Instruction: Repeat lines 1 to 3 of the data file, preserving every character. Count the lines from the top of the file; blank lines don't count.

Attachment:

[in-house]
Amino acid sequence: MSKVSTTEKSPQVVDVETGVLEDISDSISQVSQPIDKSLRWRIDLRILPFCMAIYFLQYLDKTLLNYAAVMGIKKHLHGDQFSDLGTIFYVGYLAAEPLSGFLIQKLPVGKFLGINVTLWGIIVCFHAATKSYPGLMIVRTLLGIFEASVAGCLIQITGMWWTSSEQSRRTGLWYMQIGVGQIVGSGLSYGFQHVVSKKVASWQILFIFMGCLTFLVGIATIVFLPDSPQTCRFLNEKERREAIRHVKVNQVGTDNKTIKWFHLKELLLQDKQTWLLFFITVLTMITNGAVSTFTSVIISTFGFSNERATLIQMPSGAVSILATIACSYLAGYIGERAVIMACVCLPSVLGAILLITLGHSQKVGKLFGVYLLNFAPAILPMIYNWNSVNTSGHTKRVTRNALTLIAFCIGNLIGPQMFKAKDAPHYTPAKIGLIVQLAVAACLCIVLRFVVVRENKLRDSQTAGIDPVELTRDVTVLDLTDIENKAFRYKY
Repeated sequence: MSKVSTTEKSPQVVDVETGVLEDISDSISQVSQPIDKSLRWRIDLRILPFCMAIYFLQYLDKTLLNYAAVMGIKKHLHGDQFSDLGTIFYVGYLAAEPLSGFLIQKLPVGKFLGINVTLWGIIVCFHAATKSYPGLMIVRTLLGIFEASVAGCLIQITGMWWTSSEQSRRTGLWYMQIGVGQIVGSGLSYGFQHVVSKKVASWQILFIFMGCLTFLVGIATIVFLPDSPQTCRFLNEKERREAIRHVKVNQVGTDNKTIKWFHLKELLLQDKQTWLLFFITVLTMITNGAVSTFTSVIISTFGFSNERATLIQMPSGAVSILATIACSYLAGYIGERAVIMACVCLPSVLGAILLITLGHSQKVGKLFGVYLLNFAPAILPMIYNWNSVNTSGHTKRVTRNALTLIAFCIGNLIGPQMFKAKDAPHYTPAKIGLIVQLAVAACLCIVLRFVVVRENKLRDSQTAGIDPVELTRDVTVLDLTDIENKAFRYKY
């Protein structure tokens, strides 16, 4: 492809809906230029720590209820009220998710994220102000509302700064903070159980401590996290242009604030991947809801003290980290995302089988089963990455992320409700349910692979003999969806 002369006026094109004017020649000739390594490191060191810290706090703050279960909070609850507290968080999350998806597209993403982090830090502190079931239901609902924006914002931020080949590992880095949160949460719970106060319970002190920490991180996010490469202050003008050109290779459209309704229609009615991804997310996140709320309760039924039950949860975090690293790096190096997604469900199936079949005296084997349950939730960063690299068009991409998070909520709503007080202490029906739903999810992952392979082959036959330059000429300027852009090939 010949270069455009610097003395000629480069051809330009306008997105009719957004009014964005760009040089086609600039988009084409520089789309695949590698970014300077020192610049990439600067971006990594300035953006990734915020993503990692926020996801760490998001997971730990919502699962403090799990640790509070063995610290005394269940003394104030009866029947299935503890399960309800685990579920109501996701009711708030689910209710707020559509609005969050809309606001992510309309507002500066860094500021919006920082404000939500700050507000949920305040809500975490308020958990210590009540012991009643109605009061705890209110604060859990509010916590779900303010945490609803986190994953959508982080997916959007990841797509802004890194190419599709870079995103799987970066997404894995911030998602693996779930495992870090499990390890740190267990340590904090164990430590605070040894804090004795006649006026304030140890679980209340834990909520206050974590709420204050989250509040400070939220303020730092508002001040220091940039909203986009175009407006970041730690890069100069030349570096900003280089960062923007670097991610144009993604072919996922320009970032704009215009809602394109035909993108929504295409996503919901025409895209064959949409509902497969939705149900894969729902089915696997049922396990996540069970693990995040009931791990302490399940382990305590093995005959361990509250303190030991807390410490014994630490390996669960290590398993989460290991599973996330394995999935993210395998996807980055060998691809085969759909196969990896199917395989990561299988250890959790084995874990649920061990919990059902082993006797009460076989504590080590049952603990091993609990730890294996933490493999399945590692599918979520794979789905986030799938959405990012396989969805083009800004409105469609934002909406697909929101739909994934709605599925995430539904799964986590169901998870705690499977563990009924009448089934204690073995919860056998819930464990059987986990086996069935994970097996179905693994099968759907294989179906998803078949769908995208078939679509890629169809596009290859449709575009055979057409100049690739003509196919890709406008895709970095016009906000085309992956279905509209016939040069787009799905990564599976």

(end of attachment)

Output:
[in-house]
Amino acid sequence: MSKVSTTEKSPQVVDVETGVLEDISDSISQVSQPIDKSLRWRIDLRILPFCMAIYFLQYLDKTLLNYAAVMGIKKHLHGDQFSDLGTIFYVGYLAAEPLSGFLIQKLPVGKFLGINVTLWGIIVCFHAATKSYPGLMIVRTLLGIFEASVAGCLIQITGMWWTSSEQSRRTGLWYMQIGVGQIVGSGLSYGFQHVVSKKVASWQILFIFMGCLTFLVGIATIVFLPDSPQTCRFLNEKERREAIRHVKVNQVGTDNKTIKWFHLKELLLQDKQTWLLFFITVLTMITNGAVSTFTSVIISTFGFSNERATLIQMPSGAVSILATIACSYLAGYIGERAVIMACVCLPSVLGAILLITLGHSQKVGKLFGVYLLNFAPAILPMIYNWNSVNTSGHTKRVTRNALTLIAFCIGNLIGPQMFKAKDAPHYTPAKIGLIVQLAVAACLCIVLRFVVVRENKLRDSQTAGIDPVELTRDVTVLDLTDIENKAFRYKY
Repeated sequence: MSKVSTTEKSPQVVDVETGVLEDISDSISQVSQPIDKSLRWRIDLRILPFCMAIYFLQYLDKTLLNYAAVMGIKKHLHGDQFSDLGTIFYVGYLAAEPLSGFLIQKLPVGKFLGINVTLWGIIVCFHAATKSYPGLMIVRTLLGIFEASVAGCLIQITGMWWTSSEQSRRTGLWYMQIGVGQIVGSGLSYGFQHVVSKKVASWQILFIFMGCLTFLVGIATIVFLPDSPQTCRFLNEKERREAIRHVKVNQVGTDNKTIKWFHLKELLLQDKQTWLLFFITVLTMITNGAVSTFTSVIISTFGFSNERATLIQMPSGAVSILATIACSYLAGYIGERAVIMACVCLPSVLGAILLITLGHSQKVGKLFGVYLLNFAPAILPMIYNWNSVNTSGHTKRVTRNALTLIAFCIGNLIGPQMFKAKDAPHYTPAKIGLIVQLAVAACLCIVLRFVVVRENKLRDSQTAGIDPVELTRDVTVLDLTDIENKAFRYKY